April 20, 2014

Medina
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School speaker rebuffed in Wadsworth

WADSWORTH — Five students showed up at a talk Wednesday to learn how to recognize signs of emotional, physical and sexual abuse in teen dating.

There might have been more in the audience but for a communications mix-up at Wadsworth Schools.

“I called and the woman on the line wouldn’t let me through to a health teacher,” said Heather Krestik, of the Battered Women’s Shelter and Rape Crisis Center of Medina and Summit Counties. “She said, ‘Teens don’t date until they’re 18,’ and just wouldn’t let me through.”

Krestik, 23, reached out to Wadsworth Public Library, which hosted her Wednesday.

Paula Canterbury, Wadsworth Schools curriculum and instruction director, said Friday that she couldn’t believe that a school employee would turn away Krestik.

“That’s not at all the position of the Wadsworth City Schools,” Canterbury said. “Our first responsibility as educators is to give students as much information as possible.”

Canterbury said the district has had representatives of the Battered Women’s Shelter in to speak to students and plans to continue to do so.

She added that the district’s health teachers and counselors all have training in the subject of teen dating violence, so the students are receiving the information.

Canterbury said Friday afternoon that she was going to investigate to find out who had blocked Krestik’s call.

“I apologize for whoever said that,” she said.

Canterbury said she was shocked by the comment about high school students not dating.

“Honestly, I don’t want kids dating,” she said. “But it happens. We all know it happens.”

Krestik, who has given presentations to schools in Medina and Summit counties, agreed.

“I’ve been to middle schools where I’ve asked how many kids know someone who’s dating somebody without their parents knowing, and everyone raises their hands,” she said. “Just because adults don’t think it’s happening doesn’t mean it’s not.”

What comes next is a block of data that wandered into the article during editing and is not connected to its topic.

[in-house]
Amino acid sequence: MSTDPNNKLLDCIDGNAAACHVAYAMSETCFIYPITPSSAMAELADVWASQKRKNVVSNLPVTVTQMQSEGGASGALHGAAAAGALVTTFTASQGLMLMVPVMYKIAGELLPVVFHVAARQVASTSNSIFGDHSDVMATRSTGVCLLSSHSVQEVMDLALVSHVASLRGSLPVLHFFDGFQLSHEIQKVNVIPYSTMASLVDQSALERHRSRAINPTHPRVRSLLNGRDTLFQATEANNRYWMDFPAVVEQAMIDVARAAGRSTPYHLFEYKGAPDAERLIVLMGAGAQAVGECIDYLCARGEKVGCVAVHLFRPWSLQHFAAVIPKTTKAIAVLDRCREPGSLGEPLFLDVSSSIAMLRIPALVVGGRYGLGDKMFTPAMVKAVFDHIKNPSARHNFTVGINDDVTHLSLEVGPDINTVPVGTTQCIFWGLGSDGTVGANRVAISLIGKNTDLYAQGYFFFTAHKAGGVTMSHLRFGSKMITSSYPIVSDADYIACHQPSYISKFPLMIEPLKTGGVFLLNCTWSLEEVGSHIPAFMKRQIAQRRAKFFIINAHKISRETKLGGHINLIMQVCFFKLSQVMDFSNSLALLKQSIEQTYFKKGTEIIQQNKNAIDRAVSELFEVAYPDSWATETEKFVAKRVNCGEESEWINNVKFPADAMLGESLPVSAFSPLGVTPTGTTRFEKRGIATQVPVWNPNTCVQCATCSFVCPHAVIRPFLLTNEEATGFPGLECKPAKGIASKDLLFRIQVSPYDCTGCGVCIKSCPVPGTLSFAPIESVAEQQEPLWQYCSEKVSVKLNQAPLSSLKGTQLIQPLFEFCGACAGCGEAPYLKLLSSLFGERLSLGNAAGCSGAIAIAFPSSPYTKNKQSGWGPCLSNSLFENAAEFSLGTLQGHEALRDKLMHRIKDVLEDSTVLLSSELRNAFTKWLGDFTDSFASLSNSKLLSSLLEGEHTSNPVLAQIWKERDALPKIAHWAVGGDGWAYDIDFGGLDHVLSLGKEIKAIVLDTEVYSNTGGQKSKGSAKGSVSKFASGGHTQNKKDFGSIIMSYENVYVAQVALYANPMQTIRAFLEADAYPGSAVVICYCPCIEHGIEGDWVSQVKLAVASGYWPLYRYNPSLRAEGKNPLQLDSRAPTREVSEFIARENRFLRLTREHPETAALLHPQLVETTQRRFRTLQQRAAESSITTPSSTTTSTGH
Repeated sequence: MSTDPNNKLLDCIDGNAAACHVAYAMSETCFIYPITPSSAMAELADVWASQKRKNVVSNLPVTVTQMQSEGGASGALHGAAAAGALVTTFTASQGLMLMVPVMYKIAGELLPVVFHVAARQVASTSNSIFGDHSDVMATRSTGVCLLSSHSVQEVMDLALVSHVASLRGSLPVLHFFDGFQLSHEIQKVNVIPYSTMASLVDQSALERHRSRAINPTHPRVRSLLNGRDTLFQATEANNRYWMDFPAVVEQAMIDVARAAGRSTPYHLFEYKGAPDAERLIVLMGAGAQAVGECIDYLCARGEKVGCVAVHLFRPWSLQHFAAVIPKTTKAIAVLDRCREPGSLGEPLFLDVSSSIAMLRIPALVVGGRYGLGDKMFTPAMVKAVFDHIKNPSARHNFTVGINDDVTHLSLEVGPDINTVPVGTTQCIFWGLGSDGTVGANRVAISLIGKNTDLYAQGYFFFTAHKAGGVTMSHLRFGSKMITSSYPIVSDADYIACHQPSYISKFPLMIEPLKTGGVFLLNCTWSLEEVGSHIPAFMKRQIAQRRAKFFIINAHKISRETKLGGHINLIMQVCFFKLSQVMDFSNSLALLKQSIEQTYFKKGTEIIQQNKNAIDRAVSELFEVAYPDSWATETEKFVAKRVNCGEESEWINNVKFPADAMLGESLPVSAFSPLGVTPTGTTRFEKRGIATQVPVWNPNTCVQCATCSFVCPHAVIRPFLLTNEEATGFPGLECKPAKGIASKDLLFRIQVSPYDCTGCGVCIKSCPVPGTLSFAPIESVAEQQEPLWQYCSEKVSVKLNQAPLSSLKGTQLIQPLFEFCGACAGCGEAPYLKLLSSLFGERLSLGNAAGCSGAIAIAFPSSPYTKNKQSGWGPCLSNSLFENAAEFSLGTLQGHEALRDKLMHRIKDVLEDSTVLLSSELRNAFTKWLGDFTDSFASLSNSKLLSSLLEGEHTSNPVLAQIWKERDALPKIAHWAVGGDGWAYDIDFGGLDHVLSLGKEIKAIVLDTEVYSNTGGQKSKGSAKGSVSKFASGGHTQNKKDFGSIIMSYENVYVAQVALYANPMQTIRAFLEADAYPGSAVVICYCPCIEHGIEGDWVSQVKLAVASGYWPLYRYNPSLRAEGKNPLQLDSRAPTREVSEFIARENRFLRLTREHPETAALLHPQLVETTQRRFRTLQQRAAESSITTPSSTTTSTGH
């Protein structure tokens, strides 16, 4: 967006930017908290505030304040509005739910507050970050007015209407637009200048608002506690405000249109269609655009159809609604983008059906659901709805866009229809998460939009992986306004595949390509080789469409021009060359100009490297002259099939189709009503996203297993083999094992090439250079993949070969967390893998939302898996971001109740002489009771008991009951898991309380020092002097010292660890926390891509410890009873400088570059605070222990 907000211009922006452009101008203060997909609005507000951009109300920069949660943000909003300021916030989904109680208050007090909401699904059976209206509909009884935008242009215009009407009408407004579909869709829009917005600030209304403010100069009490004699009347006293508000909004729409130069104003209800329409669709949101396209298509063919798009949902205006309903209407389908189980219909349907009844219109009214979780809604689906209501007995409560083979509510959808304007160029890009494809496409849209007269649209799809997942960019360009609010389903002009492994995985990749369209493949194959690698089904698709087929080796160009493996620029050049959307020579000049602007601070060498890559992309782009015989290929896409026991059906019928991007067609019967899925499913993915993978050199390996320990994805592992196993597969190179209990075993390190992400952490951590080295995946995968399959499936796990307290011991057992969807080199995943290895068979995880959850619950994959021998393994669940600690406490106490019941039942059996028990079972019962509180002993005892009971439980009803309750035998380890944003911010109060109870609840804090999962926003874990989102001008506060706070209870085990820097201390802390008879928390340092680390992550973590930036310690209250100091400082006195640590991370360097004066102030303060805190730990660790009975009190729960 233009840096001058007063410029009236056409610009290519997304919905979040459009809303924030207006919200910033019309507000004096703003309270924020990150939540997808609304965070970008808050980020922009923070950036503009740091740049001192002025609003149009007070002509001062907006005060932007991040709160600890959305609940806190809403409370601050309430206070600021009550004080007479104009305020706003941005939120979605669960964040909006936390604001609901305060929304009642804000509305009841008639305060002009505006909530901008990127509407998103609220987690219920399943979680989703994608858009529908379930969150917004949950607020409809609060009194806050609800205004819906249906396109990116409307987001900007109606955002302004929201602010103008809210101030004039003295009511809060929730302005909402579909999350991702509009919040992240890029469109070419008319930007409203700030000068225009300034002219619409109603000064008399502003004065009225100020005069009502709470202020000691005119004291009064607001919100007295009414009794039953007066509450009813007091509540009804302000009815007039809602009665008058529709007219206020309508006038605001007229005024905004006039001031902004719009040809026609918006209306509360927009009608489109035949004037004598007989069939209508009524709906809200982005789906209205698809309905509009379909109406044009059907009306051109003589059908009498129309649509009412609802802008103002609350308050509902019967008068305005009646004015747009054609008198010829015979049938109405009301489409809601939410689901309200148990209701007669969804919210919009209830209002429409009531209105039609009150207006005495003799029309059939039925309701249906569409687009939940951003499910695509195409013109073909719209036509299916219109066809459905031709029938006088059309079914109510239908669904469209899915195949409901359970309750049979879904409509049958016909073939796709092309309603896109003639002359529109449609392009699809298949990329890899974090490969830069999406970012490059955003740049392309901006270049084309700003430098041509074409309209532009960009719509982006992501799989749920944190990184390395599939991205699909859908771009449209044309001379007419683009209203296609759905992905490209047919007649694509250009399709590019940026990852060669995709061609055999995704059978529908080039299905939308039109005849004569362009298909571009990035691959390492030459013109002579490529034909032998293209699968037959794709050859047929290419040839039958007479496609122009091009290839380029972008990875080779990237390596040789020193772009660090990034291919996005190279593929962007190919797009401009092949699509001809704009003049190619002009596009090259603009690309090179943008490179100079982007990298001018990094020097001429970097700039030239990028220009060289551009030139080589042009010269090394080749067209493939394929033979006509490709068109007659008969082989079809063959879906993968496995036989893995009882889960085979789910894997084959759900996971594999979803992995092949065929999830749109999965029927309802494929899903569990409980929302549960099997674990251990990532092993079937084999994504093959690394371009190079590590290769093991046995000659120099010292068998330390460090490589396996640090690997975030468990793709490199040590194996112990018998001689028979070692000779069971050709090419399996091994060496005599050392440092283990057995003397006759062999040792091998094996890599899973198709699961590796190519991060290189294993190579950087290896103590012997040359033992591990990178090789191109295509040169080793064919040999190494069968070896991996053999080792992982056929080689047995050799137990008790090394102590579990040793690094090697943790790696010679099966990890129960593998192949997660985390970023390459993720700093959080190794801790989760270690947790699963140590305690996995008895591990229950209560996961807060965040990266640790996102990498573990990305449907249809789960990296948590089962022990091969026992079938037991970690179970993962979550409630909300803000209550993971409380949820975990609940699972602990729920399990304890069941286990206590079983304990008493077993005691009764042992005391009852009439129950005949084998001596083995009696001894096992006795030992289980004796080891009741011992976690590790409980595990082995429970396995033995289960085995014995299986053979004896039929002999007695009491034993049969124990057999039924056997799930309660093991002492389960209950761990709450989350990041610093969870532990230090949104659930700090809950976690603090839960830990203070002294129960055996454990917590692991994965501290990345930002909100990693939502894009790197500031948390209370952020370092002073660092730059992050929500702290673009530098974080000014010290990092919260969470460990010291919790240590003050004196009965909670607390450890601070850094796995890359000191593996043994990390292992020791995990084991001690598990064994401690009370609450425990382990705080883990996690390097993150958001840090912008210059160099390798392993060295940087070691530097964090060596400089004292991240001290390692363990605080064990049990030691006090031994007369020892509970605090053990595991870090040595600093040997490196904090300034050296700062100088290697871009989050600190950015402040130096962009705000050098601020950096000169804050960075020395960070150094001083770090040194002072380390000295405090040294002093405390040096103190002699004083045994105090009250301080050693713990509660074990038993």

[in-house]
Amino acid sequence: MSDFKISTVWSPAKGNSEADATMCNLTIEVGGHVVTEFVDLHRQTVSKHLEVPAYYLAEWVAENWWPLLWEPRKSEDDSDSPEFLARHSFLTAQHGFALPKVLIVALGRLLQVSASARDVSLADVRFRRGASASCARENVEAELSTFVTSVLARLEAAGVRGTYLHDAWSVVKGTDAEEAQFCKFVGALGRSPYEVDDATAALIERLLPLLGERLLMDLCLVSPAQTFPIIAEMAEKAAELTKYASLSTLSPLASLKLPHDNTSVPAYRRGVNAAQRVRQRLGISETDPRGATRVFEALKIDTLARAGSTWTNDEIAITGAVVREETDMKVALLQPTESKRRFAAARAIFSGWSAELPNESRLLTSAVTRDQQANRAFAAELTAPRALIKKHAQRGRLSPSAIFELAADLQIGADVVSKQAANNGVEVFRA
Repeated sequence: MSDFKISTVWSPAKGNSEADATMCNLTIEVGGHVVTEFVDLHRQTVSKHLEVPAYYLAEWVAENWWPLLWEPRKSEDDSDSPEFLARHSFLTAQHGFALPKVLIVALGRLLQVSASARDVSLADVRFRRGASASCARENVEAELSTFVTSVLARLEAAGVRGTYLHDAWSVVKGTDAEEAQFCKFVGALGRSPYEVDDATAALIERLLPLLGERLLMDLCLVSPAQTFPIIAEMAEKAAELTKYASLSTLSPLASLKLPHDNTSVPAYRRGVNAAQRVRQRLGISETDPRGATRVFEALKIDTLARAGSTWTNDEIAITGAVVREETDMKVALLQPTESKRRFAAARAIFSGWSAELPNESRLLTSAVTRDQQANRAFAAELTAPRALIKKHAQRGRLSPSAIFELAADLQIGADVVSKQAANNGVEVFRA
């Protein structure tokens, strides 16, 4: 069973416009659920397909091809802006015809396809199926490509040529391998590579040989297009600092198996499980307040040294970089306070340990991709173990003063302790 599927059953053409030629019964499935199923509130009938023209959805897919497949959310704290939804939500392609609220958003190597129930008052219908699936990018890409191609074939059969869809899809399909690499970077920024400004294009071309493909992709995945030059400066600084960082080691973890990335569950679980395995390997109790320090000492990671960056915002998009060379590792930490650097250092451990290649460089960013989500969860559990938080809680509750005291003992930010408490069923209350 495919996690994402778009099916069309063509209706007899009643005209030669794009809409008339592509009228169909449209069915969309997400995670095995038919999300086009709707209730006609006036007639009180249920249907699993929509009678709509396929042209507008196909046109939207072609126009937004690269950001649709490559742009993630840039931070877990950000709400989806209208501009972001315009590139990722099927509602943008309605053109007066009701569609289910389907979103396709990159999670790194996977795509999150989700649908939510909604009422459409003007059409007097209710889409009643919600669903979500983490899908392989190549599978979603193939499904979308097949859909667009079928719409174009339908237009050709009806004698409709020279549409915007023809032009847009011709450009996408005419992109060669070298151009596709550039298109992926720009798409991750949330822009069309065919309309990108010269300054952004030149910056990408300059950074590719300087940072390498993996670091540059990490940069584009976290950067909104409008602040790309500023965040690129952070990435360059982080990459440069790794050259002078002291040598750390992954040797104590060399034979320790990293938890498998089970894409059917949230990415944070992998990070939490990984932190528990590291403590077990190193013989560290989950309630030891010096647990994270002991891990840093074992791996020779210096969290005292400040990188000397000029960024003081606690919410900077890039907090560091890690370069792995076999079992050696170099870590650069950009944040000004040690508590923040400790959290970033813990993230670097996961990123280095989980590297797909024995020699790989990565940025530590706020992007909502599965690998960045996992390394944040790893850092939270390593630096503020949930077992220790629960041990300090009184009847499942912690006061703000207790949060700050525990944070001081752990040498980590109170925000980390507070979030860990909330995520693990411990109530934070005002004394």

Her presentations are part of the Tina Project, which honors Tina Croucher, an 18-year-old Middletown woman who was shot and killed by her abusive ex-boyfriend in December 1992.

The project was formed in response to Ohio House Bill 19, also called the Tina Croucher Act, which was enacted in 2009 and requires public schools to include dating violence prevention in their curriculums.

Schools are not required to bring in Tina Project speakers, but someone on staff must have training in the subject.

Krestik said about a third of teenagers have been the victim of dating abuse. Boys and girls of all sexual orientations are victims, she said.

She said parents might not ever hear their children are dating, let alone that their children are victims of abuse.

“The majority of teens have trouble talking to their parents about that kind of stuff,” Krestik said. “They think, ‘That’s weird. I’m going to talk to my friends about that.’ “

If teens won’t talk to their parents about dating, Krestik said it’s even less likely they’ll talk about being abused. She said only a third talk to anybody at all about abuse.

Krestik said she understands the concerns of students, and encourages them to talk to a teacher, coach or guidance counselor if they’re being abused by a boyfriend or girlfriend.

“Unless someone reports it, we don’t know about it,” she said. “And we can’t help if we don’t know about it.”

Contact reporter Nick Glunt at (330) 721-4048 or nglunt@medina-gazette.com.